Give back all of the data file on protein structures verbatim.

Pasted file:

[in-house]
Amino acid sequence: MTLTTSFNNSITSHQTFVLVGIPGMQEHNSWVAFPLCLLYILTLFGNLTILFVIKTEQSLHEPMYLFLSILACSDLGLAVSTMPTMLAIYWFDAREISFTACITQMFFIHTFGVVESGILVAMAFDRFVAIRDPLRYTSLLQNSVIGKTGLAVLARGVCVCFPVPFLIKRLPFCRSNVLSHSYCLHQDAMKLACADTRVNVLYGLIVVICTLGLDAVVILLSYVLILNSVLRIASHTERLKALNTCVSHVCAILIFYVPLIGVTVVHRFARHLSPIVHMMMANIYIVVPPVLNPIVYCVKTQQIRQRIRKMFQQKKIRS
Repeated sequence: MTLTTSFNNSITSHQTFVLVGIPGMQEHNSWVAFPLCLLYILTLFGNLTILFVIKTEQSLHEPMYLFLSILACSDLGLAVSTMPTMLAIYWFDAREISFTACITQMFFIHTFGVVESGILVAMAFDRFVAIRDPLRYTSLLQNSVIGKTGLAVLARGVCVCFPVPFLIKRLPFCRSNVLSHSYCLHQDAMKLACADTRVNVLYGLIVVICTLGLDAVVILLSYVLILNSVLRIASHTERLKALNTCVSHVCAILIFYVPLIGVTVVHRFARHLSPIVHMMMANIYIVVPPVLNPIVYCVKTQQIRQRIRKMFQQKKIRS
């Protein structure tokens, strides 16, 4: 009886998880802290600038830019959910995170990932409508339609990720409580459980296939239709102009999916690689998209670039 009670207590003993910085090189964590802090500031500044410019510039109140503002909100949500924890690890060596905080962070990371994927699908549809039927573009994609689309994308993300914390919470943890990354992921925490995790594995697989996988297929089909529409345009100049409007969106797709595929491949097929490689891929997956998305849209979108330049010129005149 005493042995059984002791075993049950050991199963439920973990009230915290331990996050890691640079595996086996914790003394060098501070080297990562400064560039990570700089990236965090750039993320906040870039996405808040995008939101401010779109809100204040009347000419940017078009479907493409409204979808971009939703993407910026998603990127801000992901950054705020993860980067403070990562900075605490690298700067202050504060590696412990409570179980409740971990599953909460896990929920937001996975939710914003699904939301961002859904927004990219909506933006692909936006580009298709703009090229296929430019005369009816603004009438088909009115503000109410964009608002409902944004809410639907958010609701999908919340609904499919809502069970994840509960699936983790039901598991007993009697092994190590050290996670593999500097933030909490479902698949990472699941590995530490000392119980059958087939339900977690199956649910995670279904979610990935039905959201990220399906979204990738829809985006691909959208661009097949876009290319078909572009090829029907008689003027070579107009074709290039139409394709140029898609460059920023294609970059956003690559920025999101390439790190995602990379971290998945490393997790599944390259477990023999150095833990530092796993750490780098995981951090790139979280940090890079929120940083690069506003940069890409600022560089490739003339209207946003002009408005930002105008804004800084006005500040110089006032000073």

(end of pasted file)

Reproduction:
[in-house]
Amino acid sequence: MTLTTSFNNSITSHQTFVLVGIPGMQEHNSWVAFPLCLLYILTLFGNLTILFVIKTEQSLHEPMYLFLSILACSDLGLAVSTMPTMLAIYWFDAREISFTACITQMFFIHTFGVVESGILVAMAFDRFVAIRDPLRYTSLLQNSVIGKTGLAVLARGVCVCFPVPFLIKRLPFCRSNVLSHSYCLHQDAMKLACADTRVNVLYGLIVVICTLGLDAVVILLSYVLILNSVLRIASHTERLKALNTCVSHVCAILIFYVPLIGVTVVHRFARHLSPIVHMMMANIYIVVPPVLNPIVYCVKTQQIRQRIRKMFQQKKIRS
Repeated sequence: MTLTTSFNNSITSHQTFVLVGIPGMQEHNSWVAFPLCLLYILTLFGNLTILFVIKTEQSLHEPMYLFLSILACSDLGLAVSTMPTMLAIYWFDAREISFTACITQMFFIHTFGVVESGILVAMAFDRFVAIRDPLRYTSLLQNSVIGKTGLAVLARGVCVCFPVPFLIKRLPFCRSNVLSHSYCLHQDAMKLACADTRVNVLYGLIVVICTLGLDAVVILLSYVLILNSVLRIASHTERLKALNTCVSHVCAILIFYVPLIGVTVVHRFARHLSPIVHMMMANIYIVVPPVLNPIVYCVKTQQIRQRIRKMFQQKKIRS
């Protein structure tokens, strides 16, 4: 009886998880802290600038830019959910995170990932409508339609990720409580459980296939239709102009999916690689998209670039 009670207590003993910085090189964590802090500031500044410019510039109140503002909100949500924890690890060596905080962070990371994927699908549809039927573009994609689309994308993300914390919470943890990354992921925490995790594995697989996988297929089909529409345009100049409007969106797709595929491949097929490689891929997956998305849209979108330049010129005149 005493042995059984002791075993049950050991199963439920973990009230915290331990996050890691640079595996086996914790003394060098501070080297990562400064560039990570700089990236965090750039993320906040870039996405808040995008939101401010779109809100204040009347000419940017078009479907493409409204979808971009939703993407910026998603990127801000992901950054705020993860980067403070990562900075605490690298700067202050504060590696412990409570179980409740971990599953909460896990929920937001996975939710914003699904939301961002859904927004990219909506933006692909936006580009298709703009090229296929430019005369009816603004009438088909009115503000109410964009608002409902944004809410639907958010609701999908919340609904499919809502069970994840509960699936983790039901598991007993009697092994190590050290996670593999500097933030909490479902698949990472699941590995530490000392119980059958087939339900977690199956649910995670279904979610990935039905959201990220399906979204990738829809985006691909959208661009097949876009290319078909572009090829029907008689003027070579107009074709290039139409394709140029898609460059920023294609970059956003690559920025999101390439790190995602990379971290998945490393997790599944390259477990023999150095833990530092796993750490780098995981951090790139979280940090890079929120940083690069506003940069890409600022560089490739003339209207946003002009408005930002105008804004800084006005500040110089006032000073």